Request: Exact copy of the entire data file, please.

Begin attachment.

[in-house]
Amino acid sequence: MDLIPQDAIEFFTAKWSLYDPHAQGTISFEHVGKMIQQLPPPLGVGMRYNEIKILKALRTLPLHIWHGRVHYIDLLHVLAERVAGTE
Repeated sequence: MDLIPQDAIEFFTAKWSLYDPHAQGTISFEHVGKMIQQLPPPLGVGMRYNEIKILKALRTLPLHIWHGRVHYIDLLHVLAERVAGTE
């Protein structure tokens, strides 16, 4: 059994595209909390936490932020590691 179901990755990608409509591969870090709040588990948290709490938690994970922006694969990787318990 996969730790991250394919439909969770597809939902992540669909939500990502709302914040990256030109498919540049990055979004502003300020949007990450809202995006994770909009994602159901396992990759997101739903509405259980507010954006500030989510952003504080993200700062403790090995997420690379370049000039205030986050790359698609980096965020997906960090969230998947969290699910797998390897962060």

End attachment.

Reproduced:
[in-house]
Amino acid sequence: MDLIPQDAIEFFTAKWSLYDPHAQGTISFEHVGKMIQQLPPPLGVGMRYNEIKILKALRTLPLHIWHGRVHYIDLLHVLAERVAGTE
Repeated sequence: MDLIPQDAIEFFTAKWSLYDPHAQGTISFEHVGKMIQQLPPPLGVGMRYNEIKILKALRTLPLHIWHGRVHYIDLLHVLAERVAGTE
């Protein structure tokens, strides 16, 4: 059994595209909390936490932020590691 179901990755990608409509591969870090709040588990948290709490938690994970922006694969990787318990 996969730790991250394919439909969770597809939902992540669909939500990502709302914040990256030109498919540049990055979004502003300020949007990450809202995006994770909009994602159901396992990759997101739903509405259980507010954006500030989510952003504080993200700062403790090995997420690379370049000039205030986050790359698609980096965020997906960090969230998947969290699910797998390897962060």